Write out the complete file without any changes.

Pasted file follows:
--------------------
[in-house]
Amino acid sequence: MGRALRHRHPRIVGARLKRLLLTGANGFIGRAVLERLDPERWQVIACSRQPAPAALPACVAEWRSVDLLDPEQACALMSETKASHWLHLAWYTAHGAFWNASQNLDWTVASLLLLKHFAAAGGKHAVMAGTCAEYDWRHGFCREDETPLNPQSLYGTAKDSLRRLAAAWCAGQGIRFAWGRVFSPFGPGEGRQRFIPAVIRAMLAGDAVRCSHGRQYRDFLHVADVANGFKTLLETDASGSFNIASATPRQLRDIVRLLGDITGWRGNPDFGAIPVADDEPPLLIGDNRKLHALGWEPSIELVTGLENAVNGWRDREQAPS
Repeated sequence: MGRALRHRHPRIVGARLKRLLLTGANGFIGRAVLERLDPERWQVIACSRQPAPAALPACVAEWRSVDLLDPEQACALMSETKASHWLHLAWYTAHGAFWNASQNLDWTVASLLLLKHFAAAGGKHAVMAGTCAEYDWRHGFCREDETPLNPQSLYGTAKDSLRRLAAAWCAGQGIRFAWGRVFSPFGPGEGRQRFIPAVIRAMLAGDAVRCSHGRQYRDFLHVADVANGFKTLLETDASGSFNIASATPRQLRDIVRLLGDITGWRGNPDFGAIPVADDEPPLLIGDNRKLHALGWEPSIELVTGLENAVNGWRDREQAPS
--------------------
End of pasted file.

[in-house]
Amino acid sequence: MGRALRHRHPRIVGARLKRLLLTGANGFIGRAVLERLDPERWQVIACSRQPAPAALPACVAEWRSVDLLDPEQACALMSETKASHWLHLAWYTAHGAFWNASQNLDWTVASLLLLKHFAAAGGKHAVMAGTCAEYDWRHGFCREDETPLNPQSLYGTAKDSLRRLAAAWCAGQGIRFAWGRVFSPFGPGEGRQRFIPAVIRAMLAGDAVRCSHGRQYRDFLHVADVANGFKTLLETDASGSFNIASATPRQLRDIVRLLGDITGWRGNPDFGAIPVADDEPPLLIGDNRKLHALGWEPSIELVTGLENAVNGWRDREQAPS
Repeated sequence: MGRALRHRHPRIVGARLKRLLLTGANGFIGRAVLERLDPERWQVIACSRQPAPAALPACVAEWRSVDLLDPEQACALMSETKASHWLHLAWYTAHGAFWNASQNLDWTVASLLLLKHFAAAGGKHAVMAGTCAEYDWRHGFCREDETPLNPQSLYGTAKDSLRRLAAAWCAGQGIRFAWGRVFSPFGPGEGRQRFIPAVIRAMLAGDAVRCSHGRQYRDFLHVADVANGFKTLLETDASGSFNIASATPRQLRDIVRLLGDITGWRGNPDFGAIPVADDEPPLLIGDNRKLHALGWEPSIELVTGLENAVNGWRDREQAPS